Synology DS410j NAS Station
Naturally a NAS is only as useful as its ability to provide fast transfer speeds both when data is being requested by a sole computer if used as more of a large storage solution, and also across a network when multiple requests are being made in unison. As this is a smaller Network Attached Storage solution the decision was made that we'd try the Synology DS410J with a sole computer to provide ideal usage conditions.
Naturally a NAS isn't much use without any storage installed and so we populated the DS410j with three 160GB Western Digital Caviar drives and configured them into a RAID 0 array. Initially three would seem a strange choice but actually makes a lot of sense. One drive would be pointless, two is the type of RAID most of us are used to and so the performance would be akin to an average RAID system. Four drives however is still an even number so the thought was that it might be easy to get high performance knowing how much computers love even numbered amounts of things, especially if the Synology treats it like 2 dual-drive RAIDs. So we settled on three to make sure that just because we haven't got a dozen PCs to hand we could still give the Synology DS410j a good test without resorting to madly expensive top end drives. RAID is "inexpensive disks" after all.
Because we have used such inexpensive disks for our testing and the ability of a NAS, we decided to run two brief tests to get a flavour for the abilities of the Synology DS410j.
Given that we are running very average drives, in a strange configuration, we were surprised to see that the creation of a 5GB file provided twice the transfer speed of a 700MB file. We've come across speed differentials in file transfers before when usually the tiny files are slow and then it quickly climbs until the speed plateaus at a certain file-size. With the Synology it just kept getting quicker. Nice indeed. Also as we were creating dummy files of such huge size if anything was going to tax the 800mhz CPU and 128MB of DDR2-800 RAM, this test was it.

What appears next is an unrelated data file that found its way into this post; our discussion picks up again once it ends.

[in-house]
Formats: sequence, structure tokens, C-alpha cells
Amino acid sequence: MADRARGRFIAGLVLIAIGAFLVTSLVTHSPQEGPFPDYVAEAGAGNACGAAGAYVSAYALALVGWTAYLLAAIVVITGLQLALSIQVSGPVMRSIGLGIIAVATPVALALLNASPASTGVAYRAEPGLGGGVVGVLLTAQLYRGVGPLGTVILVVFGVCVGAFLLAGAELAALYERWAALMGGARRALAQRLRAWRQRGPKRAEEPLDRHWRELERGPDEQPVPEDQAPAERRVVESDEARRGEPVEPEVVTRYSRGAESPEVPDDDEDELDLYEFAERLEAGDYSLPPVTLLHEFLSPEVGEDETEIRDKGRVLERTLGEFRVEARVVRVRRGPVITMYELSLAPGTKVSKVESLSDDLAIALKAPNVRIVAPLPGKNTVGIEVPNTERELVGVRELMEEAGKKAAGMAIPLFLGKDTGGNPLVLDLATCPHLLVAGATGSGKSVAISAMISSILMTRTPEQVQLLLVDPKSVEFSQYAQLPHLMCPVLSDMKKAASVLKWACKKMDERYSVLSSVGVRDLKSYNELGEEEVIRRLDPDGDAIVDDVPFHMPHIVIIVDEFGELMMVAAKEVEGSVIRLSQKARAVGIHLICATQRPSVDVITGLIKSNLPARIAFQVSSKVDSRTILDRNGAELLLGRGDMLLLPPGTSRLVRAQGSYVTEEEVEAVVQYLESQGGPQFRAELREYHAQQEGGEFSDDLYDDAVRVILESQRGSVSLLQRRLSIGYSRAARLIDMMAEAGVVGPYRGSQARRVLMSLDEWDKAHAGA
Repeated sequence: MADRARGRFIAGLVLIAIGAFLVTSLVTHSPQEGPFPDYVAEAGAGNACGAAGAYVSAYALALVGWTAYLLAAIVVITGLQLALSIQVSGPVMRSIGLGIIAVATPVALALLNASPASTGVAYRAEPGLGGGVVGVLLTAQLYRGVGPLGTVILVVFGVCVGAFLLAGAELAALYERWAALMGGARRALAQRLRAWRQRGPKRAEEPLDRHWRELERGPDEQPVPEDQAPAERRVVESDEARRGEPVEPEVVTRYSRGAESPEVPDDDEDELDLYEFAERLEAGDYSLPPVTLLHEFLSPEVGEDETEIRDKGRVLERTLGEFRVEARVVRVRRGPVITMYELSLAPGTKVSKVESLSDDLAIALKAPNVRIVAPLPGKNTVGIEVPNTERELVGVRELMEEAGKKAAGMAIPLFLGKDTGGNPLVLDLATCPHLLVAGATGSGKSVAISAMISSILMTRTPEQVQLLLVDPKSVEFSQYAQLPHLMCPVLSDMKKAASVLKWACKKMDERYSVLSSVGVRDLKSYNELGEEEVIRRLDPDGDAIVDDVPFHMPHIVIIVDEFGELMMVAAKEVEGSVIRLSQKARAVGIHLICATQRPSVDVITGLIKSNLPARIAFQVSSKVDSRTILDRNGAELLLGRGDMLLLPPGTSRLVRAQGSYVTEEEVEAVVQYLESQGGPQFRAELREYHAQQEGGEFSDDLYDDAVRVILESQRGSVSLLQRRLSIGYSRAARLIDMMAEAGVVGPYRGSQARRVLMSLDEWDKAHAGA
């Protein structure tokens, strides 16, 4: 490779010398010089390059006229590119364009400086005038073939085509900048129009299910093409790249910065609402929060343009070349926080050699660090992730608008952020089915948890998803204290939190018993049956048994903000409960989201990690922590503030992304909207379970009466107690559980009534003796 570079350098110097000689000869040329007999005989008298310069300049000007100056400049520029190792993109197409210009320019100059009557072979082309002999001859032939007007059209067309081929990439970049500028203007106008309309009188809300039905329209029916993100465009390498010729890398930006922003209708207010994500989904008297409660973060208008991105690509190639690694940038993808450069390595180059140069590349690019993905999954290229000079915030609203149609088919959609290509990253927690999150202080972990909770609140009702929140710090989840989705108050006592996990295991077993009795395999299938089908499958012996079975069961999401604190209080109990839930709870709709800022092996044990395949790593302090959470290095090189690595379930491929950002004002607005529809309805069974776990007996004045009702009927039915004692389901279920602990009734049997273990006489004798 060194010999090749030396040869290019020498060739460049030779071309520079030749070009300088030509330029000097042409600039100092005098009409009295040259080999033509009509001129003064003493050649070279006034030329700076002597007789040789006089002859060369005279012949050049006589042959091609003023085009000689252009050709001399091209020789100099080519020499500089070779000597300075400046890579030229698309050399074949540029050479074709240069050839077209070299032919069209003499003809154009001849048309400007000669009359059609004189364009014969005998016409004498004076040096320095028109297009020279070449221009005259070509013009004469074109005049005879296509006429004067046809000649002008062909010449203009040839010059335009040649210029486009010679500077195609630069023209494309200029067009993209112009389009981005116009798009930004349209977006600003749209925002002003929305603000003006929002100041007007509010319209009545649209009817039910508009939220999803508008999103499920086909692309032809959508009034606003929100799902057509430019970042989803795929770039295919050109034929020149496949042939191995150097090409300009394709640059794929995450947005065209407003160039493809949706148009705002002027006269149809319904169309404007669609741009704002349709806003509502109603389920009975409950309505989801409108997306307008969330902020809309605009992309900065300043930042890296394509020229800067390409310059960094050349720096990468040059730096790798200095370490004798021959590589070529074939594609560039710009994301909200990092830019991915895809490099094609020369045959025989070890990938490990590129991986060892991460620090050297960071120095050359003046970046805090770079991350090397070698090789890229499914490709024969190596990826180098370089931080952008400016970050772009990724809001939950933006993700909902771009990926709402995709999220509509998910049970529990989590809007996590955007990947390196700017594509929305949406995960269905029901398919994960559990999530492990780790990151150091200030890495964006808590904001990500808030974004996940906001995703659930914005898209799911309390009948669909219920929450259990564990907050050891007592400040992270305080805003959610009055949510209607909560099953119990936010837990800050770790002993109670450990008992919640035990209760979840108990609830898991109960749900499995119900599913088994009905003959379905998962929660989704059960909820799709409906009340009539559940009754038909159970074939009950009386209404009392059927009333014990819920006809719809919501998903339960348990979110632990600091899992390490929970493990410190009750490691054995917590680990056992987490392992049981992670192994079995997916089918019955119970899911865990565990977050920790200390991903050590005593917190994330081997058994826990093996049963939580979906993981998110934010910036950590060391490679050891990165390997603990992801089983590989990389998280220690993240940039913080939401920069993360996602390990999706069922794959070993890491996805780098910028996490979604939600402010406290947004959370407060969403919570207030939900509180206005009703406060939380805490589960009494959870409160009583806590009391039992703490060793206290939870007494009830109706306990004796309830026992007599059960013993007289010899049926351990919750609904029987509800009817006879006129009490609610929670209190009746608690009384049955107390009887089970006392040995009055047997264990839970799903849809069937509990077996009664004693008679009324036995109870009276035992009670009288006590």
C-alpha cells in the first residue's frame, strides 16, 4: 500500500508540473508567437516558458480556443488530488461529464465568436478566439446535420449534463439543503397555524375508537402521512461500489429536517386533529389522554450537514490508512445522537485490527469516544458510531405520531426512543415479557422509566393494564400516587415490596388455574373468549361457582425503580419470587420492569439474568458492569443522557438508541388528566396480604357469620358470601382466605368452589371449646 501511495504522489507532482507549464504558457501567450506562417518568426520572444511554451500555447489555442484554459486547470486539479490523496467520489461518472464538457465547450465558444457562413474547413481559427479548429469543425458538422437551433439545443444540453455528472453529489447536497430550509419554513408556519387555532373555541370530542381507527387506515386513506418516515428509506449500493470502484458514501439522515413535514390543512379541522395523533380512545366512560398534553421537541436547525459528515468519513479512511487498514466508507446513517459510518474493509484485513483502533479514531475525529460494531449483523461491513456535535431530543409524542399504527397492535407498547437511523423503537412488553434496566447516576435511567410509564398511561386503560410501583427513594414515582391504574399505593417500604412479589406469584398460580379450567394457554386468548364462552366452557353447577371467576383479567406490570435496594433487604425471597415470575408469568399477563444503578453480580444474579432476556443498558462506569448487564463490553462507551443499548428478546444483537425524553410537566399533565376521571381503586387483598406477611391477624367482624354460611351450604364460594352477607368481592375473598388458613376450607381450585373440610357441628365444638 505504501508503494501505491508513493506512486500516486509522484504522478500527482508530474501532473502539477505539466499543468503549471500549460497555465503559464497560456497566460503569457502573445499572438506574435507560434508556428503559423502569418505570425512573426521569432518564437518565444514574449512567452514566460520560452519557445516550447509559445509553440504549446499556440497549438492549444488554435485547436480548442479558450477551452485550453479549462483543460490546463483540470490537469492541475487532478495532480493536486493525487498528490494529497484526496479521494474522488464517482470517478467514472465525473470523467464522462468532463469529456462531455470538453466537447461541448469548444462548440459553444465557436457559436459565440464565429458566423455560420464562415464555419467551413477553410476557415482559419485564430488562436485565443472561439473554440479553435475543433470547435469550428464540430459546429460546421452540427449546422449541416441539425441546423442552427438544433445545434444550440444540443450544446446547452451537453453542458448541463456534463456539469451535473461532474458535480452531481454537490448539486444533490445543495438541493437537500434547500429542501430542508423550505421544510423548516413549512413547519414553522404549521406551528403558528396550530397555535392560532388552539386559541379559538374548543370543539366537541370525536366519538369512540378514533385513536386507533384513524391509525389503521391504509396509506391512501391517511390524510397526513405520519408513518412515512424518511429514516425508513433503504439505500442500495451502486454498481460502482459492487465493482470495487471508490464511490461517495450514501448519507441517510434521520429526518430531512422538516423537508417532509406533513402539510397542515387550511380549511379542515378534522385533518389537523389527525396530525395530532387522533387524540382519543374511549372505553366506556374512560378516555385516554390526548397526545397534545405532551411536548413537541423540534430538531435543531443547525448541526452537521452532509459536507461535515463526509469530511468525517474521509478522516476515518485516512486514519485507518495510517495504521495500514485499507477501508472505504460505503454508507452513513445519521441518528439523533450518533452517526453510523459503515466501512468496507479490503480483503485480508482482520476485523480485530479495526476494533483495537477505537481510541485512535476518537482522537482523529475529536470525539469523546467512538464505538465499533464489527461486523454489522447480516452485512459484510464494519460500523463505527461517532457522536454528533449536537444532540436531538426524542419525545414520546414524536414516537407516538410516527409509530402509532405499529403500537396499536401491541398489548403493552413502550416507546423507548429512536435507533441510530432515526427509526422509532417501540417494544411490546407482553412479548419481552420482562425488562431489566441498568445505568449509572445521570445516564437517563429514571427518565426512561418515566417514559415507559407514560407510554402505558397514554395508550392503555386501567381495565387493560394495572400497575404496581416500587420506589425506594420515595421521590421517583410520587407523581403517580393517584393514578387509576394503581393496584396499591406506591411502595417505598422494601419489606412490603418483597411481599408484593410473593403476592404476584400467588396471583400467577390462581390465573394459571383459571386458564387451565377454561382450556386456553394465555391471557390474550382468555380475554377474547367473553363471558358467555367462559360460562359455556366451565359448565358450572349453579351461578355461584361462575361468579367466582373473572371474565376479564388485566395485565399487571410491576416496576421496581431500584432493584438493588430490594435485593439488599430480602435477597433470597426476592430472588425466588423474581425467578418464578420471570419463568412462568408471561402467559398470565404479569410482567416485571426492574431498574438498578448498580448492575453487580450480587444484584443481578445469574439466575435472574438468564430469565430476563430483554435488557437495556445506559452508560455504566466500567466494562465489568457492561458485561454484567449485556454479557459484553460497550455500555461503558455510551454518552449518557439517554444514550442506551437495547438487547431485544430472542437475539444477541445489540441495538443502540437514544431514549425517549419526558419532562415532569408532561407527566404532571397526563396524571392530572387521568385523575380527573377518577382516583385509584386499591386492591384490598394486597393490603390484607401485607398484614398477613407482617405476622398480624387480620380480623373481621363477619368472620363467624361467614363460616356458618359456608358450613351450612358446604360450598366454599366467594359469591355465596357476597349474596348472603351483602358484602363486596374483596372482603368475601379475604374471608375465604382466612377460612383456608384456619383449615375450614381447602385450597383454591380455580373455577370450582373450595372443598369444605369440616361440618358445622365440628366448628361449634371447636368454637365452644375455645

The DS410j didn't once stutter or wheeze. We think the only way you could get it to do so would be to have such a large userbase attempting to access all at once that the 8TB physical capacity limit would be the deciding factor rather than the ability of the NAS to keep pumping data.
Don't be fooled by the time taken graph either. Yes it only took a quarter of the time, but it created a file around a 7th of the size. This is most probably a limitation of our test drives rather than of the NAS. Nonetheless it's something to be aware of.
Time to wrap this up.